Examination of task-specific motor confidence and performance in patients at 6-months post anterior cruciate ligament reconstruction

Thumbnail Image
Bruinooge, Brittany
Journal Title
Journal ISSN
Volume Title
Return-to-sport (RTS) batteries that incorporate physical and psychological components optimize information collected to guide rehabilitation and better inform RTS decisions1,2. Measuring task-specific confidence in addition to psychological readiness may assist in identifying athletic skills requiring intervention to optimize one’s readiness to RTS3. This study examined between-limb differences in confidence via self-reported and assessor-rated task-specific confidence, psychological readiness (Anterior Cruciate Ligament Return to Sport After Injury, ACL-RSI), and functional performance. 32 participants of varying graft types (82.4 ± 22.2 kg, 172.6 ± 8.3 cm, 25.6 ± 8.5 yrs., 20F:12M, ACL-RSI 50 ± 22%) were assessed at 6-months following ACL reconstruction (ACLR). Affected limb (A) performance for the SLH (A: 88.3 ± 41.4 cm, was reduced compared to the unaffected (UA) limb (UA: 117.7 ± 42.2 cm, p<0.001), and for the DVJ (A: 1.6 ± 0.6 N·kg-1, UA: 2.30 ± 0.59 N·kg-1, p<0.001), but COD times were marginally faster (A: 3.3 ± 0.5s, UA: 3.4 ± 0.5 s, p=0.047). Participant’s confidence ratings were lower on the affected limb for the single leg hop (SLH) (A: median 6 (range 2-9), UA: 9 (6-10), p<0.001), the drop vertical jump (DVJ) (A: 6 (3-9), UA: 10 (6-10), p<0.001) and the change of direction task (COD) (A: 7 (2-10), UA: 9 (7-10), p<0.001). Absolute performance for the SLH (ρ=0.558, p=0.001) and COD (ρ=-0.643, p<0.001) were correlated with the ACL-RSI but not for the DVJ or when any measure was expressed as a symmetry index (LSI; SLH rs =0.167, p=0.360; DVJ rs =-0.029, p=0.877; COD rs =0.127, p=0.49). Clinical relevance: It remains unclear if physical and psychological readiness are independent of each other or if one directly influences the other. In either case, a RTS battery that solely assesses physical function may not reflect the holistic recovery status of the patient. Assessing confidence when minimal between-limb performance differences are present (i.e., COD) might provide additional information to help guide the decision-making process regarding RTS.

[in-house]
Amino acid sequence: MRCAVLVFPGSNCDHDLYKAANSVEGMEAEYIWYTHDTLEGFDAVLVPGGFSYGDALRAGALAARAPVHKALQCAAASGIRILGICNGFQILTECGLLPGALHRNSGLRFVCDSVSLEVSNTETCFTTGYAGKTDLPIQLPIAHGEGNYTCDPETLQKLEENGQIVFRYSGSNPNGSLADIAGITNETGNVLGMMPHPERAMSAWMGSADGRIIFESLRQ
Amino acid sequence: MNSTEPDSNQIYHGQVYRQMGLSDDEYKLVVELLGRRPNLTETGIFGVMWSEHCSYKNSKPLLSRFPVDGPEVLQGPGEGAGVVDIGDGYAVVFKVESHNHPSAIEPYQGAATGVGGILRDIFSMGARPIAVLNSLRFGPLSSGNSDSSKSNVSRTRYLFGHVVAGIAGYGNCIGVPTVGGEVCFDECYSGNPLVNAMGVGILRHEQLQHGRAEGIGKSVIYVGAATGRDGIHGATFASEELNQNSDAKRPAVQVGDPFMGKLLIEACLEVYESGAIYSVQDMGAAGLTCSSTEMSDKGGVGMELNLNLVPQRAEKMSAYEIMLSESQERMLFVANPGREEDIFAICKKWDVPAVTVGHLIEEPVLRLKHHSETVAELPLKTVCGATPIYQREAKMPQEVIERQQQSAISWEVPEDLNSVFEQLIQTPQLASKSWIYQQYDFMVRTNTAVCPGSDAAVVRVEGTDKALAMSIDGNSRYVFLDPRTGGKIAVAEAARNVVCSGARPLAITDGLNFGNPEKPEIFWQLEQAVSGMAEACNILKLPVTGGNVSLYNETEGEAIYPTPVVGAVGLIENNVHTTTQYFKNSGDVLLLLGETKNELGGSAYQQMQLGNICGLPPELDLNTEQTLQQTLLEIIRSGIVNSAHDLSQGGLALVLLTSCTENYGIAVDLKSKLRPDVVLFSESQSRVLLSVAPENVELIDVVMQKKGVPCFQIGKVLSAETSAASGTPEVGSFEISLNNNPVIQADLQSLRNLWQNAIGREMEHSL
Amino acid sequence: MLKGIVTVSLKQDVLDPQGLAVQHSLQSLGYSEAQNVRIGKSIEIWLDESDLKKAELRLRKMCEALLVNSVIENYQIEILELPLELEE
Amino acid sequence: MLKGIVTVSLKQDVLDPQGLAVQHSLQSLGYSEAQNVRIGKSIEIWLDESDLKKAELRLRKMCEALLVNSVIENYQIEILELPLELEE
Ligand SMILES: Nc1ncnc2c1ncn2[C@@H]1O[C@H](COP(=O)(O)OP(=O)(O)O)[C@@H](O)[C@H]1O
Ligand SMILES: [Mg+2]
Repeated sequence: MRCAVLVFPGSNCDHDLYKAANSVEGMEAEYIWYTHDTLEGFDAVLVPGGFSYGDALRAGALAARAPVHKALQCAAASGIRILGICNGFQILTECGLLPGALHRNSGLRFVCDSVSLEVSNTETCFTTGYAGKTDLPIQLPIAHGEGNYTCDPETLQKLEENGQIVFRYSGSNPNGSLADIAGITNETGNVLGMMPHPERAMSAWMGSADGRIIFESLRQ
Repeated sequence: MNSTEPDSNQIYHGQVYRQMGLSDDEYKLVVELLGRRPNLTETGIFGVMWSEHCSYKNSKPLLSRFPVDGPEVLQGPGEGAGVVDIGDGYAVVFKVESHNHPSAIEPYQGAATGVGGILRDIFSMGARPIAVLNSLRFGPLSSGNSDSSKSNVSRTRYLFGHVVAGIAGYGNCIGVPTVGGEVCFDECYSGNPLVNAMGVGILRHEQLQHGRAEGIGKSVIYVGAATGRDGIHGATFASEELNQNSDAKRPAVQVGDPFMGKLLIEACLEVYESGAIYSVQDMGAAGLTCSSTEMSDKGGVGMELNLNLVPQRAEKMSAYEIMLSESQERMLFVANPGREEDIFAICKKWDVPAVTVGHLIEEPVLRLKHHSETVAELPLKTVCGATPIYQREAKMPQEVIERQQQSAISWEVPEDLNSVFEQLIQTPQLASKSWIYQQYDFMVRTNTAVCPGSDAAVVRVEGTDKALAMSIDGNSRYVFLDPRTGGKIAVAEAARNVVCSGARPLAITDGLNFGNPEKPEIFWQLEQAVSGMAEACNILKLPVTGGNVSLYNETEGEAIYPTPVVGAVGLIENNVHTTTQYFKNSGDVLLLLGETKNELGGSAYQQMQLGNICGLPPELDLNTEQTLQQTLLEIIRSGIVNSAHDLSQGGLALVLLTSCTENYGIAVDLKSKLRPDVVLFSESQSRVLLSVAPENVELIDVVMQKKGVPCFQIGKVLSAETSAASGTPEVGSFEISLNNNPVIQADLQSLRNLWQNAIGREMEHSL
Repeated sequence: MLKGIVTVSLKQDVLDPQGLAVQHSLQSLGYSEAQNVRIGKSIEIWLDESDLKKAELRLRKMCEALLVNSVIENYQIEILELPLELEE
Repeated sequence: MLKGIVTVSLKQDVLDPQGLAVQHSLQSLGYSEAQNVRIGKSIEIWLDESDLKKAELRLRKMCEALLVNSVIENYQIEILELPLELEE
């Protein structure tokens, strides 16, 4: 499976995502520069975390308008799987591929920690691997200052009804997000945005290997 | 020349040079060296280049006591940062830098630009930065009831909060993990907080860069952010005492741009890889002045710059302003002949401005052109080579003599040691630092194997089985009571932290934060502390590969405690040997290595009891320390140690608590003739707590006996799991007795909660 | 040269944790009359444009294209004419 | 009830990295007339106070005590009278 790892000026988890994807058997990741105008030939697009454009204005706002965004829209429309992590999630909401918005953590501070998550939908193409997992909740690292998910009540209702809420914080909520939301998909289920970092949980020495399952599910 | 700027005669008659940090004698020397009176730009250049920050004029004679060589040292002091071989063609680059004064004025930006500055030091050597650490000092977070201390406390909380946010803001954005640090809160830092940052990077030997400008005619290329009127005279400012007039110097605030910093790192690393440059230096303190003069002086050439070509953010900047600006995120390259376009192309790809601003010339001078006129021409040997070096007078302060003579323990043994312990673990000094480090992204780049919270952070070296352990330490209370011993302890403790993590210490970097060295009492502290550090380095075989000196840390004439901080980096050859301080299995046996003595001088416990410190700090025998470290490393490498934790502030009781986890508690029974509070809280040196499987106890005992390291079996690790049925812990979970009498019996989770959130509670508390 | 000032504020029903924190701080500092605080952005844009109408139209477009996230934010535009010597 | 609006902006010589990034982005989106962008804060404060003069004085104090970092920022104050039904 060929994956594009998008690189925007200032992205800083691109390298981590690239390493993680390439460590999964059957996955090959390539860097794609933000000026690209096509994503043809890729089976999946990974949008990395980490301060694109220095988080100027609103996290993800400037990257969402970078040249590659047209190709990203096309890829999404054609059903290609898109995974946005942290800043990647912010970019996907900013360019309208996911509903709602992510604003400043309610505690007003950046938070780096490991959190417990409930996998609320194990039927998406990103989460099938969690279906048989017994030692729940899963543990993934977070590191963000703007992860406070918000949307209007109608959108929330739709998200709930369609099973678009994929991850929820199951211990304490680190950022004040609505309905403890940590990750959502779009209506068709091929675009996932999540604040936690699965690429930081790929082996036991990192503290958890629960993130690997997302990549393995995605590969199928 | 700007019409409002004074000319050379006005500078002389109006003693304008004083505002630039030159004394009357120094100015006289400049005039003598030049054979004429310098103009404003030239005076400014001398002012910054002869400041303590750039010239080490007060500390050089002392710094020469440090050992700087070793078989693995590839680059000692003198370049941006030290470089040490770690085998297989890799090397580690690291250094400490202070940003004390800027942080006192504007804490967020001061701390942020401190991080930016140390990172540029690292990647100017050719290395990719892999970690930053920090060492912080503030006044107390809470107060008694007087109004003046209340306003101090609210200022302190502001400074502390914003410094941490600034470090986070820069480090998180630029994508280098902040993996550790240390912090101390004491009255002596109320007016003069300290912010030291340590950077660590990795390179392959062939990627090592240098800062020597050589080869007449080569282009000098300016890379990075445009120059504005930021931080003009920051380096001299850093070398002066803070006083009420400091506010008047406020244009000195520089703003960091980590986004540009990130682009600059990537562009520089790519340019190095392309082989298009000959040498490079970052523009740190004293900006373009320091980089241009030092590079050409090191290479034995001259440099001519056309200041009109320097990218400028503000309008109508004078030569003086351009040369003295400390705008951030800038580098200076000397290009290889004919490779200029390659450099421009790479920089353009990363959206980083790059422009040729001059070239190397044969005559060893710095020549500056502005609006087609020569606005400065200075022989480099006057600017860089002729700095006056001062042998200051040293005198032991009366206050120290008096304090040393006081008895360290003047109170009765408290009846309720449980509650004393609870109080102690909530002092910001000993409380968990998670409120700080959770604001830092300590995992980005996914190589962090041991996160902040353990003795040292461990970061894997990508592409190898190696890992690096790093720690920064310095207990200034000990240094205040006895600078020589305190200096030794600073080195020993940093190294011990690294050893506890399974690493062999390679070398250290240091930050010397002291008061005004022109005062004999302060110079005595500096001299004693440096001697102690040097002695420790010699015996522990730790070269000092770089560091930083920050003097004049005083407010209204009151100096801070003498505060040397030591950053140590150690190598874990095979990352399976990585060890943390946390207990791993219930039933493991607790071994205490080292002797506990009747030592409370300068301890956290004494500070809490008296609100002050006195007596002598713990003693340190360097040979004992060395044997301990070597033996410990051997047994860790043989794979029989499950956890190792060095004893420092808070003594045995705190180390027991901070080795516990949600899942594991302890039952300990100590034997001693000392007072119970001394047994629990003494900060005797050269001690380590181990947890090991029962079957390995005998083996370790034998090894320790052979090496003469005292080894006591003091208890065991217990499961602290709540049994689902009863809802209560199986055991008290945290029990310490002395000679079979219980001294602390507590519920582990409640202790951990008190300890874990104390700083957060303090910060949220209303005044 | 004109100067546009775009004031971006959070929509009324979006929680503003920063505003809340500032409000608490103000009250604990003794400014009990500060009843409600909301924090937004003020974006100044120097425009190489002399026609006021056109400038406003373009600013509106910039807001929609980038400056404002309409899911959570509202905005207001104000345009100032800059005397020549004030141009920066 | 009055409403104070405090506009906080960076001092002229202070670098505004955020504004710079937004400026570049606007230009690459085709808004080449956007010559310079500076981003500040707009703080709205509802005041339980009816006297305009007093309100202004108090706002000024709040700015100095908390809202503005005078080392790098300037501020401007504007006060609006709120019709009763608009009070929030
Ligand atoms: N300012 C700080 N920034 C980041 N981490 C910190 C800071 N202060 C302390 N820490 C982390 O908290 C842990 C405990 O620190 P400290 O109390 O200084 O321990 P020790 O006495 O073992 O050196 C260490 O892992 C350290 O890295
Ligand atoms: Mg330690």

Anterior cruciate ligament, Reconstruction, Return to sport, Psychological readiness, Confidence